THE SMART SAVING TIP: Thrift stores are made of a few distinct compartments: the clothes, the shoes, the toys, the housewares, the furniture and the linens. But mixed in between these clean-and-clear compartments are some “fun” areas … like where you can find a Scooby Doo stuffed animal, a Southern-belle inspired wedding dress, a pair of platforms with 6-inch heels.
Sure, you might not buy them, but they will distract you from your mission: to shop smart and to shop wise. We all have a little ADD thrift store shopper in us. Maintain a consciousness about what you are there to do, and you’ll be able to confidently and calmly step away from that Hannah Montana wig.
EXPERT NOTE: The best time to actually spend money “buying” thrift store fun is when a costume-friendly event or holiday is right around the corner. Think slutty sequin dress for a bachelorette party, a wedding gown for your Zombie bride Halloween costume, faux fur pimp jacket for the Jay-Z concert you miraculously scored tickets for.
You’ll still have fun playing in the store, and you’ll have more fun knowing that you’re actually going to wear the piece and share it’s conversational charisma with others, too.
THE SMART SAVING TIP: Your Goodwill may reward clothes donations with coupons and sale discounts. Check with your local store to see if such an incentive exists — but no worries if it doesn’t. All American taxpayers can get some money back from good ole’ Uncle Sam when filing a tax receipt for their donations.
EXPERT NOTE: You can automatically write off up to $500 without giving your accountant a donation tax receipt at all [but I don’t endorse doing that unless you’ve actually donated ;-)] If you happen to donate regularly like me, it’s to your benefit to request a tax receipt every time your bag hits the donation bin. The store associate should have them on hand, and should always sign them for you.
THE SMART SAVING TIP: It’s time to act your age! If you are a student or a senior citizen, your local thrift store might offer special discount days just for you. Always call in advance to inquire, or check your store’s web site for a calendar or listing of sale days. Thrift stores can be a lot like movie matinees: if you just visit at the right time, you’re automatically going to save money.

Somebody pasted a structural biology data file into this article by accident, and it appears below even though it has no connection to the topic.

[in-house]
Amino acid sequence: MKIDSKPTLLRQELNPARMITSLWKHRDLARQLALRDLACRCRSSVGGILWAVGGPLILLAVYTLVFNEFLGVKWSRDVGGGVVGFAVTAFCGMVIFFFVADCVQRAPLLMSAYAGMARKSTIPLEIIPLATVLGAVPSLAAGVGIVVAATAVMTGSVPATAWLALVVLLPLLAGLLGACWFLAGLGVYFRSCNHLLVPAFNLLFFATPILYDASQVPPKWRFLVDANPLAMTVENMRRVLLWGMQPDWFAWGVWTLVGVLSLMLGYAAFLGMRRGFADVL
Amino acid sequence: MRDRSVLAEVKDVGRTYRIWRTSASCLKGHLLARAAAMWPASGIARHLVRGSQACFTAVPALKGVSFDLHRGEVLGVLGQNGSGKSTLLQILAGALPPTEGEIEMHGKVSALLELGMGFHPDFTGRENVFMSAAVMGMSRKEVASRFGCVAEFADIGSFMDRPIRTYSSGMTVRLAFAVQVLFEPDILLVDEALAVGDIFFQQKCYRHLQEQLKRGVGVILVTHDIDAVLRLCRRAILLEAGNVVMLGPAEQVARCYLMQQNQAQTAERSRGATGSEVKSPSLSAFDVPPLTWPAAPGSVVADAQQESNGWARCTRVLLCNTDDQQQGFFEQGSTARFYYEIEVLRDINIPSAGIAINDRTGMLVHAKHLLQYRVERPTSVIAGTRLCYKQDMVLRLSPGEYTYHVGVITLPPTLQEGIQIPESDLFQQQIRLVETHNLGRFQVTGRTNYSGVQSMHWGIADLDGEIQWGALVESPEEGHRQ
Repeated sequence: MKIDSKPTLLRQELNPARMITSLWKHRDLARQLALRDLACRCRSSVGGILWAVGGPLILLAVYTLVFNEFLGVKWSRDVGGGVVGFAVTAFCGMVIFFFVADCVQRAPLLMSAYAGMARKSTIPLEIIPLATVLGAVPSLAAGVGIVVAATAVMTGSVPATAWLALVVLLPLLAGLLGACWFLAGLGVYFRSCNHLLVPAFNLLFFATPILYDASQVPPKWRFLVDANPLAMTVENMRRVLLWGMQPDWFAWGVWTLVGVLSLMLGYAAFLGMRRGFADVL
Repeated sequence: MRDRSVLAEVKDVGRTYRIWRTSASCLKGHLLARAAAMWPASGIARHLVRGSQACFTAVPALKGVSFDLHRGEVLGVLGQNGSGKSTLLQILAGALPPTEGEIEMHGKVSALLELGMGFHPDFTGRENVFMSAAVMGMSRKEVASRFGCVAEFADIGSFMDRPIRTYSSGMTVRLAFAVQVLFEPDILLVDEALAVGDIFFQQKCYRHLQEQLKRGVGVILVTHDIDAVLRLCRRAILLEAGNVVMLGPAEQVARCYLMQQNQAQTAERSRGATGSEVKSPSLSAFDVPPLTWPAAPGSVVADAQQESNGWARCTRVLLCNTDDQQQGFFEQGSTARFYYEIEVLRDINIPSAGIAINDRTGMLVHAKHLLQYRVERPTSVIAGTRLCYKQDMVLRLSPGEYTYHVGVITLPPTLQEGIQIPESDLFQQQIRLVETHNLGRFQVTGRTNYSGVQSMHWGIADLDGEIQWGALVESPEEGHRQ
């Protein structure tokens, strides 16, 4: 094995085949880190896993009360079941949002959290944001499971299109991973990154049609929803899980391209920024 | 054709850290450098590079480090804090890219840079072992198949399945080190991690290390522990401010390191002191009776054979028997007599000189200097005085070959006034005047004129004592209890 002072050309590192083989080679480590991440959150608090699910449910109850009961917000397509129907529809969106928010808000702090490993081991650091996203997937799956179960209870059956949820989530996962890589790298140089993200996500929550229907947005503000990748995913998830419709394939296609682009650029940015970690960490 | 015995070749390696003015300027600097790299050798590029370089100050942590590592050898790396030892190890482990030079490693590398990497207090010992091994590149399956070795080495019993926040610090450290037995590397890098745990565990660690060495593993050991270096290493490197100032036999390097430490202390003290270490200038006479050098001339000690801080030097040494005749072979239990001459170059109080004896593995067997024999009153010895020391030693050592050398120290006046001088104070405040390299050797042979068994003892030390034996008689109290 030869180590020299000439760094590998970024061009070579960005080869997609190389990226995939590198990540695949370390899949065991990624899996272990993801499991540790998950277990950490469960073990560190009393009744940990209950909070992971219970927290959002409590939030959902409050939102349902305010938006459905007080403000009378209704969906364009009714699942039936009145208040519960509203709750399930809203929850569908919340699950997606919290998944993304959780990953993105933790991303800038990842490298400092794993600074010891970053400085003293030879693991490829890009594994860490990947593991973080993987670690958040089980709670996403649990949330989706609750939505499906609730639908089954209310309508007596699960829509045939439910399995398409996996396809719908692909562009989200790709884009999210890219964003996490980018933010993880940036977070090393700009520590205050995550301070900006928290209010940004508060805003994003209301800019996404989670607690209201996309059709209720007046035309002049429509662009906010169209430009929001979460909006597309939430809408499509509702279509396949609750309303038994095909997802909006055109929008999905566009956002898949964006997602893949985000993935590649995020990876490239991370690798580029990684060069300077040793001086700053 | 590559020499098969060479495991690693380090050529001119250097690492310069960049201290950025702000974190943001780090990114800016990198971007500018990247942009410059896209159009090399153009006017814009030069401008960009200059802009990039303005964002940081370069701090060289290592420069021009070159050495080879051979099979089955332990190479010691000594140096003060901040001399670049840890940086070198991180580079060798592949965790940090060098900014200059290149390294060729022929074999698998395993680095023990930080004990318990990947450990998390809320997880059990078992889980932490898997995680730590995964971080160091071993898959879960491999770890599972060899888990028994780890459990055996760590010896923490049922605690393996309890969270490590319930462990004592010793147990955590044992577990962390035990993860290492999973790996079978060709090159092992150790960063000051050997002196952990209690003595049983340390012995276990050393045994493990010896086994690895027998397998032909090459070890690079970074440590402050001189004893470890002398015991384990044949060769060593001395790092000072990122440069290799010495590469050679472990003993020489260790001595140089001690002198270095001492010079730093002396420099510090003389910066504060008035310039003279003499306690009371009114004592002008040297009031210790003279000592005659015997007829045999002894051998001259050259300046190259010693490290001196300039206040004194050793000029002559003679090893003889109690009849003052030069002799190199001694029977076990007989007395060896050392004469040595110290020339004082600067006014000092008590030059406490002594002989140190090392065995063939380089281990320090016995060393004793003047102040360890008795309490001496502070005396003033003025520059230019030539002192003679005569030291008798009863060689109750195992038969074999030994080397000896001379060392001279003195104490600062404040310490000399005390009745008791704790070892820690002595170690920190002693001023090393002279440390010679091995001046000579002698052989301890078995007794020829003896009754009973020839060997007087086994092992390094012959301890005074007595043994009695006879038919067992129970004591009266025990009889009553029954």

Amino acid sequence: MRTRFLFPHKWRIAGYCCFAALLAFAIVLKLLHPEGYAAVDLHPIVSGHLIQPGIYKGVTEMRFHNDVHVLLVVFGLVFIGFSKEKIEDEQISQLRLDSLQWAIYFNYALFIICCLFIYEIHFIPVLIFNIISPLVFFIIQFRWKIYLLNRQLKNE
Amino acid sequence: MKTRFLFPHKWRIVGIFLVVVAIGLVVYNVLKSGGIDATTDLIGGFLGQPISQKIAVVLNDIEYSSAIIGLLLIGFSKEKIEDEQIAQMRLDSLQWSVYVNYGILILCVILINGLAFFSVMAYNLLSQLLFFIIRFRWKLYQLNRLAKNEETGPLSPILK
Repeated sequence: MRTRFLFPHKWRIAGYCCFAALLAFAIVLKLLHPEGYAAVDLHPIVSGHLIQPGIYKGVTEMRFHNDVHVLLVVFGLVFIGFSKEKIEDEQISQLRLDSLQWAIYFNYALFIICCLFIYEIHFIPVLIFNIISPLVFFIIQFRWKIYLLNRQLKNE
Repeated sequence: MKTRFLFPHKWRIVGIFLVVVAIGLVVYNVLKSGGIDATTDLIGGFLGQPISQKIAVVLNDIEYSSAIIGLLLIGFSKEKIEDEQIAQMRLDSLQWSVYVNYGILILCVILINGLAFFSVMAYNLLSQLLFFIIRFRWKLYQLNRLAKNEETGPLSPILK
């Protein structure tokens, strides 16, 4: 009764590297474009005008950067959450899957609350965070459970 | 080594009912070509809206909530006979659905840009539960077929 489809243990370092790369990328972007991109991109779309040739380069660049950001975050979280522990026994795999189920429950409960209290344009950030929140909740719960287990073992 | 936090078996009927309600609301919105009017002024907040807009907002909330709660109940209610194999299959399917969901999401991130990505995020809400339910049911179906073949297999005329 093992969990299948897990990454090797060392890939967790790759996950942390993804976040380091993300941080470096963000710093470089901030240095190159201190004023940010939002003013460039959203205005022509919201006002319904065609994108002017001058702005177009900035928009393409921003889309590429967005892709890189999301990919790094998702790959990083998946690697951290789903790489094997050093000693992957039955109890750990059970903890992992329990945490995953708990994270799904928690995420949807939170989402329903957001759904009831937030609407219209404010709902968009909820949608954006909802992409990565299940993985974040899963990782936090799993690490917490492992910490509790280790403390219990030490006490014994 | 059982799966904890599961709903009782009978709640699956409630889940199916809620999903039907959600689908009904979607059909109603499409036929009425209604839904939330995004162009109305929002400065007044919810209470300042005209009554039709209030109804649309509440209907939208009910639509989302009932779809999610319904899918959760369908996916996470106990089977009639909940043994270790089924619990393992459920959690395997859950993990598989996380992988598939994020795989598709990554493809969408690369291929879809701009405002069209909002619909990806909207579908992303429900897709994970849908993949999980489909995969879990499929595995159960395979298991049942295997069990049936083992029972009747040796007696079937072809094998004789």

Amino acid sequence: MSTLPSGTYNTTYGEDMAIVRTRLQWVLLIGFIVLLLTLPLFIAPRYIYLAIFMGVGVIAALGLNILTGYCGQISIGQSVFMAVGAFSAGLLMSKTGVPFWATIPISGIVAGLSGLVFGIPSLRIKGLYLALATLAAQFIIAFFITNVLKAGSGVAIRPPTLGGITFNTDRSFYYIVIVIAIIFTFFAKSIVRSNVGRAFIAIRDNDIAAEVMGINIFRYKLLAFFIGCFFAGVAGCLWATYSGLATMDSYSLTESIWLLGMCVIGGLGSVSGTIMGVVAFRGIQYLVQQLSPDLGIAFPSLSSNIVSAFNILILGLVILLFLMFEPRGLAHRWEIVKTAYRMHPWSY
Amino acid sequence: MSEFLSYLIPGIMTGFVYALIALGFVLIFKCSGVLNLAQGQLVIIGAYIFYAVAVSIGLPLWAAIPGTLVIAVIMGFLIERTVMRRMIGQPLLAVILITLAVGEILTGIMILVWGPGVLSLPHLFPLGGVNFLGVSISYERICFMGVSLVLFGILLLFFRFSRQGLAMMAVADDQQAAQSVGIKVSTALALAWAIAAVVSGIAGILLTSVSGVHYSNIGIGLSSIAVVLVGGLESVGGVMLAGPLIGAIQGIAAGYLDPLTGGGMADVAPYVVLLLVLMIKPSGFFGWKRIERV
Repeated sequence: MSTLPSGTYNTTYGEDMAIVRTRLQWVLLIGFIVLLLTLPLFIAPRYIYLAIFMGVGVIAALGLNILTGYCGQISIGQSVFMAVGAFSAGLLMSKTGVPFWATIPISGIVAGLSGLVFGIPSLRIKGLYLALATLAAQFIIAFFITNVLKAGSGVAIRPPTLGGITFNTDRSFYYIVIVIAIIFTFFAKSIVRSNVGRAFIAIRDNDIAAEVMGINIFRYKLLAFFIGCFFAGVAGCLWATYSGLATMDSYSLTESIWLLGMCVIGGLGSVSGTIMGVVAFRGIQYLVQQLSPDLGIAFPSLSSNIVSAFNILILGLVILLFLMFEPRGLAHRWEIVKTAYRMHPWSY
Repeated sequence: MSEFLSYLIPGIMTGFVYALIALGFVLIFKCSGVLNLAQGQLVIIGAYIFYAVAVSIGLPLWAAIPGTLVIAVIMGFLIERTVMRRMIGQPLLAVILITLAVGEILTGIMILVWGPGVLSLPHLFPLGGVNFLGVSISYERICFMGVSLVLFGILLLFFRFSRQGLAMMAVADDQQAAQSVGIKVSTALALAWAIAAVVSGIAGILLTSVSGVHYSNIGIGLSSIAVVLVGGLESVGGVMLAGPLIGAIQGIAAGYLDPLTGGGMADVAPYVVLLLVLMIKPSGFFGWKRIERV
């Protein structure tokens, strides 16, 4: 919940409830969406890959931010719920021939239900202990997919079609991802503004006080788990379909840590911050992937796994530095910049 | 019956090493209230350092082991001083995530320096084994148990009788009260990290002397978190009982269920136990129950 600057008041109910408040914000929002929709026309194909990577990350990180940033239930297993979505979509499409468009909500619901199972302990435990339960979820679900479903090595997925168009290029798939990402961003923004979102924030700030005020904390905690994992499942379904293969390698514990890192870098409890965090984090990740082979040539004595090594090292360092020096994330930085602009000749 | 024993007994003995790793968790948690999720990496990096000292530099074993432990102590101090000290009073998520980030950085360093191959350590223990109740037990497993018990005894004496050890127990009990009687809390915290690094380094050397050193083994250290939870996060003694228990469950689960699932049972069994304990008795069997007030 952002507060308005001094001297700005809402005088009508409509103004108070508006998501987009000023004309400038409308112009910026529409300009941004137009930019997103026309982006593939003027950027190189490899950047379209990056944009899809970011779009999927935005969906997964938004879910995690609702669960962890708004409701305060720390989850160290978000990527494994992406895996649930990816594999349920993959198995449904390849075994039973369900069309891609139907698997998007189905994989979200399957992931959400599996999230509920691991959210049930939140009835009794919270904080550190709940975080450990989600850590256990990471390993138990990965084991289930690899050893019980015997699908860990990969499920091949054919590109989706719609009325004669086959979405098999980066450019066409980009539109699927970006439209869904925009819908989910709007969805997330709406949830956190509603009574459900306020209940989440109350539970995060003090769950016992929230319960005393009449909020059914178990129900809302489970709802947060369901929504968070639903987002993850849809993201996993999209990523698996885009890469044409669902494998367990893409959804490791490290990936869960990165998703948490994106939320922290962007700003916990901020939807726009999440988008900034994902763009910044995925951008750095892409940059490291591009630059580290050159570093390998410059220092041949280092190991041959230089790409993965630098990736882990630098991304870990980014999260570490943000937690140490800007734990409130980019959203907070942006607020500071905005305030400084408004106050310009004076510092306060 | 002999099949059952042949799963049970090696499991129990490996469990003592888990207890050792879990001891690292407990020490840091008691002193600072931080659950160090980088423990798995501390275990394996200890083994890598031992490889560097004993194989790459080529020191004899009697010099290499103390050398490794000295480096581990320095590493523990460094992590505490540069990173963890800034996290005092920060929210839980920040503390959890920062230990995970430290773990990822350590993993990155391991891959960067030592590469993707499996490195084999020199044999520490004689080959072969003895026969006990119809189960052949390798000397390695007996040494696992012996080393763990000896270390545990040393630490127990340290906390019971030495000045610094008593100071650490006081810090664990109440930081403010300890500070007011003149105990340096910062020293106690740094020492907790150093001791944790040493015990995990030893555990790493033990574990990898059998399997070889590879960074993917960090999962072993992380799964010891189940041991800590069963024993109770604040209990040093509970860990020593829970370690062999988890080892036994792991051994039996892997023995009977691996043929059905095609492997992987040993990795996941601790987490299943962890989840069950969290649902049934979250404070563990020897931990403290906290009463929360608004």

EXPERT NOTE: Not currently enrolled in higher education or a subscriber of AARP or Medicare? No problem! Goodwill offers “Shop & Save” and frequent shopper discount cards for selective stores. My “Shop & Save” card from the Keystone Valley — the area of Pennsylvania where I am from — is shown above. The card cost a few dollars, but it’s value was daily, guaranteeing me discounts on select types of merchandise as promoted per store.
MORE THRIFT SHOPPING TIPS
HEALTH: Why Thrift Shopping is an Addiction
ADVICE: 10 Risky Things Not to Buy at Thrift Stores
TIPS: 18 Tips for Buying Used Clothes
RISK: Avoiding Bed Bugs at the Thrift Store
VIDEO: Thrift Shopping the Goodwill Outlet
PLUS: The Complete Thrift Shopping Dictionary
Ellen Skagerberg says
Thanks for the tips! I follow several of them already, especially the t-shirt and tights to try things on in the aisles, though I often shop opposite. For instance, I don’t usually go into a thrift store with a goal in mind. I shop the whole place, and if I find a great piece the day before a sale, I buy it and don’t agonize over saving $3 the next day. Off-season shopping also works for me (though more for winter-wear than summer clothes).
I also don’t expect to keep things very long. I can wear a crazy blouse three or four times and be done with it. (My friends have high expectations of seeing me in new outfits!)
It’s all about price-per-wear: buy a $4 blouse and wear it four times, it’s $1/wear. On the other hand, buy a $90 purse and carry it every day for two years, and it’s only 12¢/use. The mistake to avoid is buying a $90 purse and using it only on a few special occasions — say, five times, which makes it $18/use before it’s replaced by the next great purse.
In that case, I want to be first at the thrift store when they put out that donated $90 purse for $6! My five carries will cost ME only $1.20 each!
[email protected] says
As an avid second hand shopper, these are some great tips that I follow regularly. So glad I found your blog…I’m a huge vintage, used, even out of the trash fan!
What a great post!!
Quick question!! :) I just bought a faux fur vintage coat, the picture is posted on my blog. ($6!!!!) It has the workers union tag on it, do those tags ever list the dates they were manufactured? I thought I saw one that did but my tag doesnt have the date. Just curious and since you seem to always have useful vintage info, I thought you might be able to help. Thank you, I hope to hear from you soon!